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The Determinants of Pharmaceutical Research and Development Investments

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  • Civan Abdulkadir

    ()
    (Fatih University, Turkey)

  • Maloney Michael T.

    ()
    (Clemson University)

Abstract

Our maintained hypothesis is that drug development responds to the intensity of consumer demand. We look at the distribution of drug development by disease and link this to the economic harm caused by disease as measured by mortality. Mortality data represent the net effect of human frailty and the efficacy of the existing drugs on the market. If people continue to die from a given condition then existing drugs are not perfect and there are potential profits from developing a more effective compound. We aggregate economic harm worldwide and into three broad regions: the United States, other developed countries, and underdeveloped countries. We find that economic harm motivates the distribution of drug development across diseases, but it is economic harm in the United States alone that matters.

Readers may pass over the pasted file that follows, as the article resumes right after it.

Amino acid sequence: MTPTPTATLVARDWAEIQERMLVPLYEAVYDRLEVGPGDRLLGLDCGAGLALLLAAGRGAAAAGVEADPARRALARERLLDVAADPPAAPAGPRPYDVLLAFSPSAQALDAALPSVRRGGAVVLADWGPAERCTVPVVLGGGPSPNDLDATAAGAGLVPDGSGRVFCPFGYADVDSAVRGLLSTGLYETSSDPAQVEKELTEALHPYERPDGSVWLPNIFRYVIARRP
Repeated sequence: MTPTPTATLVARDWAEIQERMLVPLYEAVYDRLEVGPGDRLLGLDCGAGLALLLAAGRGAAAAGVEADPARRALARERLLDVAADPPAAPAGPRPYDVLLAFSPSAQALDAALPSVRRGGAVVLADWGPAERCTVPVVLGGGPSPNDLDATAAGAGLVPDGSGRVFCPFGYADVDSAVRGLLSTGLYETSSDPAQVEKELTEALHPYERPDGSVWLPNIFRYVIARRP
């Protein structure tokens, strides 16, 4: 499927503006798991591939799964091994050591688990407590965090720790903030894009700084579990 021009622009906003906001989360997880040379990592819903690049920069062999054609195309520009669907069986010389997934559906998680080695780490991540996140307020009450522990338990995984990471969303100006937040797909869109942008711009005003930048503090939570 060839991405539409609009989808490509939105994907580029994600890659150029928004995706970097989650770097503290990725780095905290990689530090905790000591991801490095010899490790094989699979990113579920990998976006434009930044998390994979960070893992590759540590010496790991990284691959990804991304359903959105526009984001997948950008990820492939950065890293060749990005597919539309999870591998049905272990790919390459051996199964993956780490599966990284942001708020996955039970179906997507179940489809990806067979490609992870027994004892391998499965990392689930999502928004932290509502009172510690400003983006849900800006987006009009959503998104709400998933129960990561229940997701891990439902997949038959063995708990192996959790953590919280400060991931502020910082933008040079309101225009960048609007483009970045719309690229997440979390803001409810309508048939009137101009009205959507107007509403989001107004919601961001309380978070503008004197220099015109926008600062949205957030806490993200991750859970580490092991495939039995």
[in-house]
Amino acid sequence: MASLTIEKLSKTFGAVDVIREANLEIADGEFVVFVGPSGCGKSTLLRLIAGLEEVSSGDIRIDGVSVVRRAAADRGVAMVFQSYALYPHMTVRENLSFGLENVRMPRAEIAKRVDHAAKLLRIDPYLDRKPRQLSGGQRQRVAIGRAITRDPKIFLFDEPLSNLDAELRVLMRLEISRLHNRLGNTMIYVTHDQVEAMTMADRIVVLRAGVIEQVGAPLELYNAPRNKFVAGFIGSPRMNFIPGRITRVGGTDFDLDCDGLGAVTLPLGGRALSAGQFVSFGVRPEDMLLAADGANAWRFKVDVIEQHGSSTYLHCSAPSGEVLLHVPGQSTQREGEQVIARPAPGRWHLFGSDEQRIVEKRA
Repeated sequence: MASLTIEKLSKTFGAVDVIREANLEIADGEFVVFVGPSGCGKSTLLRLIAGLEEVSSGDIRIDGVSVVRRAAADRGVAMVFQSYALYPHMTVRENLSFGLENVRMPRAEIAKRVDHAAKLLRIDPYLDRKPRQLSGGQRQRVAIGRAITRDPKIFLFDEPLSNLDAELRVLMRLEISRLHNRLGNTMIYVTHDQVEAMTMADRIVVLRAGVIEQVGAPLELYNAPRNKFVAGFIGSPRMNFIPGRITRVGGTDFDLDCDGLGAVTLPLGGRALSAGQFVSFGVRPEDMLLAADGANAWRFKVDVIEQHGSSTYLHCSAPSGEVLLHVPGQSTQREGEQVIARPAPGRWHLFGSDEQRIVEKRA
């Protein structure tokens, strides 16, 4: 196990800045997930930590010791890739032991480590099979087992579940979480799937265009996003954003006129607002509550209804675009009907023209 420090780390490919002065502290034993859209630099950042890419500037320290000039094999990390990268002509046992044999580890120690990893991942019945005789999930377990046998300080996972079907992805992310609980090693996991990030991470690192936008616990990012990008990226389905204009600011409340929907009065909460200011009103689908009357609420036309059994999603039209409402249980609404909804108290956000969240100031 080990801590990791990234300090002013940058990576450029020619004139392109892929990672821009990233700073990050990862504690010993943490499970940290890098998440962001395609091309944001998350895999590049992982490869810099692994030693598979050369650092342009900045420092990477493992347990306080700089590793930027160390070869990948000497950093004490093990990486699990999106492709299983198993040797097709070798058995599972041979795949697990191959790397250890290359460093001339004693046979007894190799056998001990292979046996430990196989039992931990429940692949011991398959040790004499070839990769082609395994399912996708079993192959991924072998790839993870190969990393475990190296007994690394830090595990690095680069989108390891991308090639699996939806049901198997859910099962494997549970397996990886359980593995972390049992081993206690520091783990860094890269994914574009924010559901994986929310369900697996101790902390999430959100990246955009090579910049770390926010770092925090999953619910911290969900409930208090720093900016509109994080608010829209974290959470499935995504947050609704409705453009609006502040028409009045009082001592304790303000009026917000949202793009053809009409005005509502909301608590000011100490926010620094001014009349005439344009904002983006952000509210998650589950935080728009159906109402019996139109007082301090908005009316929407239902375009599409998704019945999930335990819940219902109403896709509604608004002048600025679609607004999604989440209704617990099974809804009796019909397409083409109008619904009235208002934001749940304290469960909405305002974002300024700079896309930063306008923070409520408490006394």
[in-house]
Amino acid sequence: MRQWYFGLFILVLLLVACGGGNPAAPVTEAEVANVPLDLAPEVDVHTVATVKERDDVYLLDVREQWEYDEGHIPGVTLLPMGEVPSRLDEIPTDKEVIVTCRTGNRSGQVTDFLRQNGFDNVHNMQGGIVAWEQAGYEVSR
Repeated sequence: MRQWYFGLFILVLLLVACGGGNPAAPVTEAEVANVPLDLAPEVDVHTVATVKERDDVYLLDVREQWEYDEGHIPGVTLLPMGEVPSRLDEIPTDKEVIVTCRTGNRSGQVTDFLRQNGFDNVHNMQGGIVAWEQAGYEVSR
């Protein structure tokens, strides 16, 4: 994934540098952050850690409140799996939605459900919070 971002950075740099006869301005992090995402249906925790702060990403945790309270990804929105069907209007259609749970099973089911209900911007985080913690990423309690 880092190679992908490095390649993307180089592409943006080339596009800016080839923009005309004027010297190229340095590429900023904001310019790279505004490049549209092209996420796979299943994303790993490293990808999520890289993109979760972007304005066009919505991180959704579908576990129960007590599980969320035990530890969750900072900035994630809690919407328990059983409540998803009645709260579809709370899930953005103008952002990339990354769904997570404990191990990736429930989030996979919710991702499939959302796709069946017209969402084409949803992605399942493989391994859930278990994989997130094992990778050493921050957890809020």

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Bibliographic Info

Article provided by De Gruyter in its journal The B.E. Journal of Economic Analysis & Policy.

Volume (Year): 5 (2006)
Issue (Month): 1 (September)
Pages: 1-38

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Handle: RePEc:bpj:bejeap:v:contributions.5:y:2006:i:1:n:28

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Web page: http://www.degruyter.com

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Cited by:
  1. Barrenho, E & Smith, PC & Miraldo, M, 2013. "The determinants of attrition in drug development: a duration analysis," Working Papers 12204, Imperial College, London, Imperial College Business School.
  2. Abdülkad&idot;r C&idot;van & Bülent Köksal, 2010. "The effect of newer drugs on health spending: do they really increase the costs?," Health Economics, John Wiley & Sons, Ltd., vol. 19(5), pages 581-595.

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